Le Brasserie Balzar
Over the past couple of years Le Balzar has been the scene of a tempest in a beer mug. For a century it was a comfortable academic hangout, slow to change either for the better or for the worse - up to World War II it refused to serve unescorted women. (In Provincetown in the 1940s a local fishermen's bar compromised by means of a sign in the window reading BOOTHS FOR LADIES.) In 1969 Waverley Root commented, "On a day when all you want is to eat adequately without making any fuss about it, this is a reasonably pleasant place to do it in."
And then Adam Gopnik of the New Yorker arrived in Paris and was captivated by everything in sight. Le Balzar, he proclaimed, was the greatest restaurant in the world. When the Flo group took it over (earlier in its history it had been part of the Lipp empire), Gopnik made high drama out of the local habitué's organized efforts to keep everything exactly as it was. The outcome was a qualified success for tradition, which Jeffrey Steingarten dismisses with the sniffy comment, "I have read that habitués of the Balzar in Paris are relieved that . . . nothing has changed. I am surprised that this would make anyone glad."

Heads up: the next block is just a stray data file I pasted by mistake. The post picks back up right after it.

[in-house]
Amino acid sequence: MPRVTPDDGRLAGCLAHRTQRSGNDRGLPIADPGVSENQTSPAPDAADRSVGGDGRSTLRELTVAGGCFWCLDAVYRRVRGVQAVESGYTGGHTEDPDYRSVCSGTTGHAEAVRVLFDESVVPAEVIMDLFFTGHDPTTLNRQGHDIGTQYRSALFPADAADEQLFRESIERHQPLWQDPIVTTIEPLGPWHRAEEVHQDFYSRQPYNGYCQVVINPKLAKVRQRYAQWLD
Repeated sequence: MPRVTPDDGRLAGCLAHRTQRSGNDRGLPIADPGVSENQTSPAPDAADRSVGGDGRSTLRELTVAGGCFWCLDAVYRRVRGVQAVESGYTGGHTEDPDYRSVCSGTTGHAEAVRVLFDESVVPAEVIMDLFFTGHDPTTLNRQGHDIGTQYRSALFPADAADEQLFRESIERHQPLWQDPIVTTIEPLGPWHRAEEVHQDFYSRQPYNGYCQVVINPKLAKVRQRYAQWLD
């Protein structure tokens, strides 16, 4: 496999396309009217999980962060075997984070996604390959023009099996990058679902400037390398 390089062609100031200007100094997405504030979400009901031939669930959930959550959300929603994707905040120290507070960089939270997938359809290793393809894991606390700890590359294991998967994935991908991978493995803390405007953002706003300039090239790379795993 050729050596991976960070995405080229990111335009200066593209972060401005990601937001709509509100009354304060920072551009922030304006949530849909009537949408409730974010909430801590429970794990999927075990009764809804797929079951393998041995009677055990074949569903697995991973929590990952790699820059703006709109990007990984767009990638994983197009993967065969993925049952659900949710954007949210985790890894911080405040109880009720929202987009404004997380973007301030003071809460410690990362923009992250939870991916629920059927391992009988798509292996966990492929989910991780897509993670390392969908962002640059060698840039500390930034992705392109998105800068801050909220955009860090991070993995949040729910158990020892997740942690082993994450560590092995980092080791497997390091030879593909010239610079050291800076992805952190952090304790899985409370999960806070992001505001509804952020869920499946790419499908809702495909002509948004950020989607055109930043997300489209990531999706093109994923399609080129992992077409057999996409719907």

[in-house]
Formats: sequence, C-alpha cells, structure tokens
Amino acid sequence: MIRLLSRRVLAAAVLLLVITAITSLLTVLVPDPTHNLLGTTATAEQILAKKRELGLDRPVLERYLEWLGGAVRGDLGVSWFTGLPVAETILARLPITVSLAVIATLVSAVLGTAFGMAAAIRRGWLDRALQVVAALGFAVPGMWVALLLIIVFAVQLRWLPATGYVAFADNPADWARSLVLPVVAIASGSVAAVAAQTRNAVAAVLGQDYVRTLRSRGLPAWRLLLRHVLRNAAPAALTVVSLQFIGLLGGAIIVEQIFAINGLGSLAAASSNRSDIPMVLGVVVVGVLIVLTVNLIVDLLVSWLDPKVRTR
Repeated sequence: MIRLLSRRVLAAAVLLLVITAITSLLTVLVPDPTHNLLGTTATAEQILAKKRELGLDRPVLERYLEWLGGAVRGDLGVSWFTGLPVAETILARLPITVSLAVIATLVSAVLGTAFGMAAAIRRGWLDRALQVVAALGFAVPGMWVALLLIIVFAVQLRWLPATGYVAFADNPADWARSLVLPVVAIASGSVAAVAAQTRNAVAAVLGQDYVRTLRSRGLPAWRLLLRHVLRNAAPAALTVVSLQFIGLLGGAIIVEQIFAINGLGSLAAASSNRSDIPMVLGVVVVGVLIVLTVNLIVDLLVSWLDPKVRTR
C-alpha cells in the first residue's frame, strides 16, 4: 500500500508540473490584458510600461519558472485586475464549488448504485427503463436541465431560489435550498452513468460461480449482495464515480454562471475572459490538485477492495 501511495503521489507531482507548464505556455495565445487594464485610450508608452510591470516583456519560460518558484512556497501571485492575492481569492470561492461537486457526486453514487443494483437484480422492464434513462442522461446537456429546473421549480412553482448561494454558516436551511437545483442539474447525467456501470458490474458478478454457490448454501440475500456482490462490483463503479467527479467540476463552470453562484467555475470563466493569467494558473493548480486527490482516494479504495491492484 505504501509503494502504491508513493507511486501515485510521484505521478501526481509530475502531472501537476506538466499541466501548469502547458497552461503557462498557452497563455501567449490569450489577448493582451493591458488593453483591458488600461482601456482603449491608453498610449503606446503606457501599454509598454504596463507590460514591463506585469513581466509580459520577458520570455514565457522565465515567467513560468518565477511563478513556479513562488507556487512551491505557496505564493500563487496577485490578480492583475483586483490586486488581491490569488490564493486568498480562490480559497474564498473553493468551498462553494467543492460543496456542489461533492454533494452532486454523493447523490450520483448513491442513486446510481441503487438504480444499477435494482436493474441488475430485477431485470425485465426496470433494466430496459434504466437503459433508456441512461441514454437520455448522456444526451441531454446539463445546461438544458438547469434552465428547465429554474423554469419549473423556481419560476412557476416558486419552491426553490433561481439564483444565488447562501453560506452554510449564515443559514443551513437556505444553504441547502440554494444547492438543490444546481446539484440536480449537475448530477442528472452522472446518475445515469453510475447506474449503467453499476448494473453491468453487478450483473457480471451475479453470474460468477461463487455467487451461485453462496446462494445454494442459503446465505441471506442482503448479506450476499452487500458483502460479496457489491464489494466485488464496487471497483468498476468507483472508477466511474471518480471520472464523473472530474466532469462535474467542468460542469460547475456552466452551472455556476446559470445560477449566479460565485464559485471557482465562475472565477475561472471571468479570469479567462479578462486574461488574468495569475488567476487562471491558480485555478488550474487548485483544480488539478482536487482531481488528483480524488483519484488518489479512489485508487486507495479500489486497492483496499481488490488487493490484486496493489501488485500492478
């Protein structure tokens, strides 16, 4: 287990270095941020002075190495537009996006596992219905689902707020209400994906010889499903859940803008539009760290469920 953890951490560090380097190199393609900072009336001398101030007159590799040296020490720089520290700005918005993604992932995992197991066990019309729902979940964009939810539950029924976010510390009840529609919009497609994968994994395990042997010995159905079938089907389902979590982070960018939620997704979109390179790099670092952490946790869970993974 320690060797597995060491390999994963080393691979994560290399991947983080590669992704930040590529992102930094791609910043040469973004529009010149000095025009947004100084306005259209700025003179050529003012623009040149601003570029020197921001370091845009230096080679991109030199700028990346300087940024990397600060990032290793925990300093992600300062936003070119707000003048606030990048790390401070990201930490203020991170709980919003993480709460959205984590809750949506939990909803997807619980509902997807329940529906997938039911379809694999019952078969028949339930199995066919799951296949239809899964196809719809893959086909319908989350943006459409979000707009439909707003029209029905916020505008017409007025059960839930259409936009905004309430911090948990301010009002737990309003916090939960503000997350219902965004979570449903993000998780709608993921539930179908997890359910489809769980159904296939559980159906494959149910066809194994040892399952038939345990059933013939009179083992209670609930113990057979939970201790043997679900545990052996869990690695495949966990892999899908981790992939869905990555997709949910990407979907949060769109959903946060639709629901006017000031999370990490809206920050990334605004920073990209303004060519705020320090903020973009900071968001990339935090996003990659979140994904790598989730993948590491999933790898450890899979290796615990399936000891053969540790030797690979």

Dropping in for lunch without the bias born of long association, I found it a thoroughly bourgeois institution - solid, respectable, unpretentious, ticking over comfortably in an unostentatious manner. I came deliberately scruffy, electing to sit in the respectable linen-laid dining area rather than in the café tables facing the sidewalk, but caught no hint of supercilious hauteur from the waiter who showed me to a table. I came early, just after opening, and the tables were soon full of well-suited gentlemen and expensively dressed women. There were a few probable tourists with American accents, but none of the coach contingent. Waiters were helpful with those whose French wasn't up to the menu, without seizing the psychological advantage.
I opted for two simple courses, skate wing and tarte tatin. The former was as it should be, with generous black butter and a plethora of capers, not too vinegary; the latter was perfectly caramelized on a good substantial crust. This being a brasserie, I drank a glass of beer. (If only French beer outside Alsasse had a fraction of the character of German, Belgian or English!) The bill came to 118ff.
So what's all the noise about, either for or against? This is a smoothly run
establishment which still, three decades later, precisely meets Root's criteria
- yet another ordinary Paris eating place which, if transported to London
or New York, would be The Talk of the Town.
Le Balzar, 49 rue des Ecoles, 5th Arrond. Tel:01.43.54.13.67 M° St. Michel
©2001 John Whiting
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